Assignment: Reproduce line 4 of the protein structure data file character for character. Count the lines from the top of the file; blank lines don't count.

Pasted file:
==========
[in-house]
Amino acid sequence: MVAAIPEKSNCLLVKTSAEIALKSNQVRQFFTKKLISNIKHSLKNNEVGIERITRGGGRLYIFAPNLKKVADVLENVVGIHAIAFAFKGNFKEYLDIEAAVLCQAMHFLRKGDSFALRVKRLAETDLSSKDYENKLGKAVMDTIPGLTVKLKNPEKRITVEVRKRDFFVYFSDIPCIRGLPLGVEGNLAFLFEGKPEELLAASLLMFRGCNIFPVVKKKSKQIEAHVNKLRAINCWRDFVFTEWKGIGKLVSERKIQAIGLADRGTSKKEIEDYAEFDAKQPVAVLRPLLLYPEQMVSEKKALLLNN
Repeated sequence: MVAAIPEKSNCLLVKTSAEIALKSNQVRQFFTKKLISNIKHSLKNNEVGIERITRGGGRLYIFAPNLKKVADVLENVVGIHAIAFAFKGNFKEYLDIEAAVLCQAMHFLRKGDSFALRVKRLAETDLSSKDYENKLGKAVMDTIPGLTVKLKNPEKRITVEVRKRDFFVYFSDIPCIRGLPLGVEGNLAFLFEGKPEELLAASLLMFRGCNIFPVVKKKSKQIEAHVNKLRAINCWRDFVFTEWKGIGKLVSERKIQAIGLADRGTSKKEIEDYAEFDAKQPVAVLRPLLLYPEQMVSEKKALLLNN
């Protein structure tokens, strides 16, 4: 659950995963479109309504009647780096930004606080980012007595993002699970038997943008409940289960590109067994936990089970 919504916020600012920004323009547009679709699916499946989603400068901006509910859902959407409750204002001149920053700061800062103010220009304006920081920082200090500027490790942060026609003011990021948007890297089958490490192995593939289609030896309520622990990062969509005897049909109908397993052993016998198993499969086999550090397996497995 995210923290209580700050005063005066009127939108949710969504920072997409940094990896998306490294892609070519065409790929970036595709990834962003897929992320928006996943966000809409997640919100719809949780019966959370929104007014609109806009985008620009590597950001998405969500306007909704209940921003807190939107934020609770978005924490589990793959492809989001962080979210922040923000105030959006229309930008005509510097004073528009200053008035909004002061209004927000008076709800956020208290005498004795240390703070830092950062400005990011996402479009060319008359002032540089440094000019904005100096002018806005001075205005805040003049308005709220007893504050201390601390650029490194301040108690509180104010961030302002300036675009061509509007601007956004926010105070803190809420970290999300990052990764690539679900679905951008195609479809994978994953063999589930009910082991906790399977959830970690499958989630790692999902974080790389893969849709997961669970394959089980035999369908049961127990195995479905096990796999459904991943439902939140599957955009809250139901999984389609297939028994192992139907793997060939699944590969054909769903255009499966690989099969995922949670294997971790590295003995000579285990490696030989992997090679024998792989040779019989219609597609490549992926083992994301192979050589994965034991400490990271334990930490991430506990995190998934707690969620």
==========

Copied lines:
């Protein structure tokens, strides 16, 4: 659950995963479109309504009647780096930004606080980012007595993002699970038997943008409940289960590109067994936990089970 919504916020600012920004323009547009679709699916499946989603400068901006509910859902959407409750204002001149920053700061800062103010220009304006920081920082200090500027490790942060026609003011990021948007890297089958490490192995593939289609030896309520622990990062969509005897049909109908397993052993016998198993499969086999550090397996497995 995210923290209580700050005063005066009127939108949710969504920072997409940094990896998306490294892609070519065409790929970036595709990834962003897929992320928006996943966000809409997640919100719809949780019966959370929104007014609109806009985008620009590597950001998405969500306007909704209940921003807190939107934020609770978005924490589990793959492809989001962080979210922040923000105030959006229309930008005509510097004073528009200053008035909004002061209004927000008076709800956020208290005498004795240390703070830092950062400005990011996402479009060319008359002032540089440094000019904005100096002018806005001075205005805040003049308005709220007893504050201390601390650029490194301040108690509180104010961030302002300036675009061509509007601007956004926010105070803190809420970290999300990052990764690539679900679905951008195609479809994978994953063999589930009910082991906790399977959830970690499958989630790692999902974080790389893969849709997961669970394959089980035999369908049961127990195995479905096990796999459904991943439902939140599957955009809250139901999984389609297939028994192992139907793997060939699944590969054909769903255009499966690989099969995922949670294997971790590295003995000579285990490696030989992997090679024998792989040779019989219609597609490549992926083992994301192979050589994965034991400490990271334990930490991430506990995190998934707690969620």